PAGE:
Cammie Tipton-Amini’s opinion piece “When Ukraine Was Newly Independent and Everything Was Possible” employs simplistic whataboutism that dangerously echoes Putin’s lies.
A handwritten Torah scroll and paintings by Arkhip Kuindzhi and Ivan Aivazovsky are among the works allegedly stolen from museums in Mariupol.
But artist Oleg Kulik insists the sculpture is about his separation from his wife.
The open-air exhibition of works by Ukrainian artists at the 59th Biennale includes art created in bomb shelters, in exile, and from a place of strength and hope.
The capital city will also rename 467 locations currently named after Russians.
The Dutch institution had long tried to distance itself from Putin’s Russia, but after the invasion of Ukraine, distance was no longer enough.
Initially released in 2018 but never getting a proper run in the US, Sergei Loznitsa’s Donbass now finally comes to theaters.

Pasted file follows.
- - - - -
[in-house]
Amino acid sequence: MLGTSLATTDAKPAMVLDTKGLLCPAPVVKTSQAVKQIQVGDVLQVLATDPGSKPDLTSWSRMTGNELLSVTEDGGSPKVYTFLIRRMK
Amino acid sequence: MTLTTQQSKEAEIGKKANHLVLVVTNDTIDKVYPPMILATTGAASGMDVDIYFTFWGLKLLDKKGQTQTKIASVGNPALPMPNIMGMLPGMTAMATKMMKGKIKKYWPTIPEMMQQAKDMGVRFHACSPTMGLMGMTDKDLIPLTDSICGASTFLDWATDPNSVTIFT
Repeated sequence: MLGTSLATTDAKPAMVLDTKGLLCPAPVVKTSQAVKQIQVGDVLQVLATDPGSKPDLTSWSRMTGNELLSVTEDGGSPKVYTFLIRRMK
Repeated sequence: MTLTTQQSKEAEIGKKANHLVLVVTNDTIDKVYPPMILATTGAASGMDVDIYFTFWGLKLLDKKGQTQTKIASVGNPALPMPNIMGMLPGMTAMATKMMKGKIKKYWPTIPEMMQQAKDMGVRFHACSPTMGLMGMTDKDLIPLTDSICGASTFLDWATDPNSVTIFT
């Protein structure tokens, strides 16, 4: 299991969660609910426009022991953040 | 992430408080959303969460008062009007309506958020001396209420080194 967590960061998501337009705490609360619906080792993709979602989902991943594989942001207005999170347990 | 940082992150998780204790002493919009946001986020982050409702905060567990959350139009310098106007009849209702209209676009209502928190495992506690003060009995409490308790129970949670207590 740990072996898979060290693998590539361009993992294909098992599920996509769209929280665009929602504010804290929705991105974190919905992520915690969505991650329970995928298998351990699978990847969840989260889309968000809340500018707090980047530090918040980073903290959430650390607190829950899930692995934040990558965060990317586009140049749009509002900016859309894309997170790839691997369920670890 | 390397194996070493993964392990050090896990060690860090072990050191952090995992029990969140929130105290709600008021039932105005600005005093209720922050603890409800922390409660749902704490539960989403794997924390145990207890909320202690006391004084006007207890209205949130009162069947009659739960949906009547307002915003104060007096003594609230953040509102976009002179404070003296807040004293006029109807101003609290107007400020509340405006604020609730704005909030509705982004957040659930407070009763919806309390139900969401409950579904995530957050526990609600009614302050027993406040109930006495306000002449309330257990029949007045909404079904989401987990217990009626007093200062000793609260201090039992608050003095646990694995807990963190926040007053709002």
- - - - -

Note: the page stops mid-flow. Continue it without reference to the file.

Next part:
UNESCO has confirmed 53 partially or completely demolished sites so far, while the Ukrainian Cultural Foundation counts over 150, including monuments.
Flown around the world, the banner eliminates the red stripe of Russia’s official flag, thought to symbolize “blood, war, and aggression.”
Made by Chicago-based toy company Citizen Brick, the “minifigs” raised $145,000 in relief aid for Ukraine.
The Guggenheim Museum, the Art Institute of Chicago, and the Museum of Modern Art are among the many that have benefited from Kremlin-backed wealth.
Calls to rename the mislabeled work have intensified since the Russian invasion of Ukraine.